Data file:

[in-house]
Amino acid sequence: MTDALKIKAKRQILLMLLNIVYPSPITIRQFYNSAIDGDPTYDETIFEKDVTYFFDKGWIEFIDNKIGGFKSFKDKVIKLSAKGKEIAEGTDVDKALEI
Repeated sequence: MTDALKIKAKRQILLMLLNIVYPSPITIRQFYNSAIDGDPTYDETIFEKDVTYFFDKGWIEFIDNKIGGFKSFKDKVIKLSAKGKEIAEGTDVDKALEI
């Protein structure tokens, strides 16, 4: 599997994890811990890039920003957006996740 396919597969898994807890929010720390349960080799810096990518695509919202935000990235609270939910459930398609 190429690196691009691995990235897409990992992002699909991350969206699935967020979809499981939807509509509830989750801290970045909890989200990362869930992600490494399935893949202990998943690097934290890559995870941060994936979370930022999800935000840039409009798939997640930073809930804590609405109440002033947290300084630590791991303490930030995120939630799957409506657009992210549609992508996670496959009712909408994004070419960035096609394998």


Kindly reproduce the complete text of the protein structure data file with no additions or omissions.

[in-house]
Amino acid sequence: MTDALKIKAKRQILLMLLNIVYPSPITIRQFYNSAIDGDPTYDETIFEKDVTYFFDKGWIEFIDNKIGGFKSFKDKVIKLSAKGKEIAEGTDVDKALEI
Repeated sequence: MTDALKIKAKRQILLMLLNIVYPSPITIRQFYNSAIDGDPTYDETIFEKDVTYFFDKGWIEFIDNKIGGFKSFKDKVIKLSAKGKEIAEGTDVDKALEI
């Protein structure tokens, strides 16, 4: 599997994890811990890039920003957006996740 396919597969898994807890929010720390349960080799810096990518695509919202935000990235609270939910459930398609 190429690196691009691995990235897409990992992002699909991350969206699935967020979809499981939807509509509830989750801290970045909890989200990362869930992600490494399935893949202990998943690097934290890559995870941060994936979370930022999800935000840039409009798939997640930073809930804590609405109440002033947290300084630590791991303490930030995120939630799957409506657009992210549609992508996670496959009712909408994004070419960035096609394998």